[J34] [A35] Since the communities maintain overall control for the operation and maintenance of the blocks, they are free to decide on the addition of any facilities to the area through the contribution of extra funds. In this way, a number of community blocks have increased in size to include gyms, playgrounds and community centres.

8. Overall sustainability of system

Community involvement and participation has plaid a key role in ensuring the sustainability of the sanitation blocks in the slums of Mumbai. The community was involved from the initial planning stages and their engagement continued to the extent that eventually it was the community themselves through [J36] [A37] that were operating and maintaining the system. This sense of control over the entire process brings out a sense of ownership, which is critical for the the sustainability of [J38] system. [A39]

When considering the toilets themselves, cleanliness and appropriate maintenance are factors that play a role in encouraging use and providing healthy and safe conditions. These conditions could be verified at any stage for monitoring and evaluation purposes In order to evaluate and monitor this, [J40] Besides this, waste is managed in a safe manner since the facilities are connected to the main cities sewerage network. If this however is not possible, arrangements are made for any waste to be disposed off in-situ using facilities such as large septic tanks.

9. Lessons learned

  • Ownership

The main difference between a public toilet and community blocks are that the latter belong to a specific community of users and are generally not for public use. This installs within communities a sense of ownership, which translates into greater responsibility for operation and maintenance of the assets. Moreover the choice of technologies and the particular location of these blocks reflected the collective views of the community, thereby increasing the sense of ownership between slum dwellers.

  • Learning by doing approach

Stakeholder involvement in the SSP was successful as a result of a learning-by-doing approach. Since the implementation was carried out [J41] [A42] , a survey was undertaken between these two stages in order to assess the level of progress and identify project [J43] [A44] which could be improved. This process was critical in helping the municipality have an overall view of sanitation problems in slums and ways in which to comprehensively tackle these problems.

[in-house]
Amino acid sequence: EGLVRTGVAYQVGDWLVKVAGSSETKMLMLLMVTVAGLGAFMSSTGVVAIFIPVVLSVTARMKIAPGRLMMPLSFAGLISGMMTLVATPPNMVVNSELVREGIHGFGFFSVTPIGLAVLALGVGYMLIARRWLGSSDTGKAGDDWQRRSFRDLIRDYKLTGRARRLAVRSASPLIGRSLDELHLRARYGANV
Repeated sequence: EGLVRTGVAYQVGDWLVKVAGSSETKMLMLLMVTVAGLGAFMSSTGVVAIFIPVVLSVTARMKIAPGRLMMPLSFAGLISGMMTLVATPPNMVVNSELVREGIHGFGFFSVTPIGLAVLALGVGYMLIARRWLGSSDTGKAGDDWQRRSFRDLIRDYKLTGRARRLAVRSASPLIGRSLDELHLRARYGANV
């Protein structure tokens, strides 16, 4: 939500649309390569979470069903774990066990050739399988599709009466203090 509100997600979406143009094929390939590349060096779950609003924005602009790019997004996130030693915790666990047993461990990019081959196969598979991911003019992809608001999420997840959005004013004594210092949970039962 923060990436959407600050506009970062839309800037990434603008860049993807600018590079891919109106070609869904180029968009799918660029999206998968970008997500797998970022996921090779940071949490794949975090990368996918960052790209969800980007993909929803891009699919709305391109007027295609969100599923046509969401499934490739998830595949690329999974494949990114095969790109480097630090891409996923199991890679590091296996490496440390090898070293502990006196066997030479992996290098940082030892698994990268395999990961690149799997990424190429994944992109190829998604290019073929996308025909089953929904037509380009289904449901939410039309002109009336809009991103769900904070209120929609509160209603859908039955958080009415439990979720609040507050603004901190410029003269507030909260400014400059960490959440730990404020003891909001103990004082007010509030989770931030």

• Institutionalisation and partnerships

Working across complementary government institutions and departments encourages mainstreaming of all necessary bureaucratic procedures in order to speed up implementation.

  • Partnerships and involvement.

Partnerships between stakeholders were seen to be crucial for the success of the SSP in order to ensure that each of the stakeholders performed the role that they can do best. These partnerships were actively encouraged, including those between slum communities. These were involved in project implementation right from the planning stage, expressing their willingness to contribute to the finances of the project as well as taking part in the site selection, toilet block design and providing assistance through the construction process.

  •  Commitment prior to construction

[J45] [A46] The MCGM only issued a building permit for community toilet blocks once SLBEs have collected at least 50% of the expected maintenance funds and develop a technically sound and community endorsed plan for the toilet block. Construction work can only begin after this process is complete

10. Recommendation

  • Increased support and capacity building

Although CBOs were expected to take control of the finances related to the operation and maintenance of the facilities, it was observed that not all of them had the capacity or facilities to do this. Accounts on daily payments from transient population and cash receipts for monthly passes, were not maintained making billing extremely difficult. [A47]